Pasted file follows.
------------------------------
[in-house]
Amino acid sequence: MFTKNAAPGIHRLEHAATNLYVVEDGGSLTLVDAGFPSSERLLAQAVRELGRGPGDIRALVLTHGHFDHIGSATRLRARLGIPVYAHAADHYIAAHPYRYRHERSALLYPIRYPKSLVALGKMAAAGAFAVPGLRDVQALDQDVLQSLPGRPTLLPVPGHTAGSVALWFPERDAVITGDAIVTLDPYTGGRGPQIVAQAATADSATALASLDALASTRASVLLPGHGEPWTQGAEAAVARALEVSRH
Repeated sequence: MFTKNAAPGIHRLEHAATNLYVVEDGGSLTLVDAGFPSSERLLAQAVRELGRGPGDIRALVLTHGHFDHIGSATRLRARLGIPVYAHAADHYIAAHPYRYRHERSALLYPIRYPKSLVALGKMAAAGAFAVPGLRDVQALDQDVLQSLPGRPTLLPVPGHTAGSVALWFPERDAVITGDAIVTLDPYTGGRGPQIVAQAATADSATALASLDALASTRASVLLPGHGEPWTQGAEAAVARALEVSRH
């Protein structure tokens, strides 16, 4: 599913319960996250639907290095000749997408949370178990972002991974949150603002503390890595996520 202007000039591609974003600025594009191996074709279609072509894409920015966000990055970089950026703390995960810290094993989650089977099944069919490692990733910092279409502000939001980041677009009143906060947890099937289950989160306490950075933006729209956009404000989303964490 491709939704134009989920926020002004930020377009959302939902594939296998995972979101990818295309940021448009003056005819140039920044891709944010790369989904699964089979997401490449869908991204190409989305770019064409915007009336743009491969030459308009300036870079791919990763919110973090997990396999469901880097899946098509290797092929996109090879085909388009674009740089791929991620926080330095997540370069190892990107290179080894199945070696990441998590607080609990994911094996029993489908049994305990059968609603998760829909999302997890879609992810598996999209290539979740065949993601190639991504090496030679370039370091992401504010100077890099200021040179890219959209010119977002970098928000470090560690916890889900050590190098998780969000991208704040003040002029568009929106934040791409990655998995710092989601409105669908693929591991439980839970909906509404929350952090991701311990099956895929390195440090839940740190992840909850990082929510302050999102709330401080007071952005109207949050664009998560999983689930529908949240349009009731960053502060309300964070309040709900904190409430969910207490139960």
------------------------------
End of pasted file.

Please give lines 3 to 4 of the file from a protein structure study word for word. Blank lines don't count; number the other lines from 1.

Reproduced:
Repeated sequence: MFTKNAAPGIHRLEHAATNLYVVEDGGSLTLVDAGFPSSERLLAQAVRELGRGPGDIRALVLTHGHFDHIGSATRLRARLGIPVYAHAADHYIAAHPYRYRHERSALLYPIRYPKSLVALGKMAAAGAFAVPGLRDVQALDQDVLQSLPGRPTLLPVPGHTAGSVALWFPERDAVITGDAIVTLDPYTGGRGPQIVAQAATADSATALASLDALASTRASVLLPGHGEPWTQGAEAAVARALEVSRH
């Protein structure tokens, strides 16, 4: 599913319960996250639907290095000749997408949370178990972002991974949150603002503390890595996520 202007000039591609974003600025594009191996074709279609072509894409920015966000990055970089950026703390995960810290094993989650089977099944069919490692990733910092279409502000939001980041677009009143906060947890099937289950989160306490950075933006729209956009404000989303964490 491709939704134009989920926020002004930020377009959302939902594939296998995972979101990818295309940021448009003056005819140039920044891709944010790369989904699964089979997401490449869908991204190409989305770019064409915007009336743009491969030459308009300036870079791919990763919110973090997990396999469901880097899946098509290797092929996109090879085909388009674009740089791929991620926080330095997540370069190892990107290179080894199945070696990441998590607080609990994911094996029993489908049994305990059968609603998760829909999302997890879609992810598996999209290539979740065949993601190639991504090496030679370039370091992401504010100077890099200021040179890219959209010119977002970098928000470090560690916890889900050590190098998780969000991208704040003040002029568009929106934040791409990655998995710092989601409105669908693929591991439980839970909906509404929350952090991701311990099956895929390195440090839940740190992840909850990082929510302050999102709330401080007071952005109207949050664009998560999983689930529908949240349009009731960053502060309300964070309040709900904190409430969910207490139960």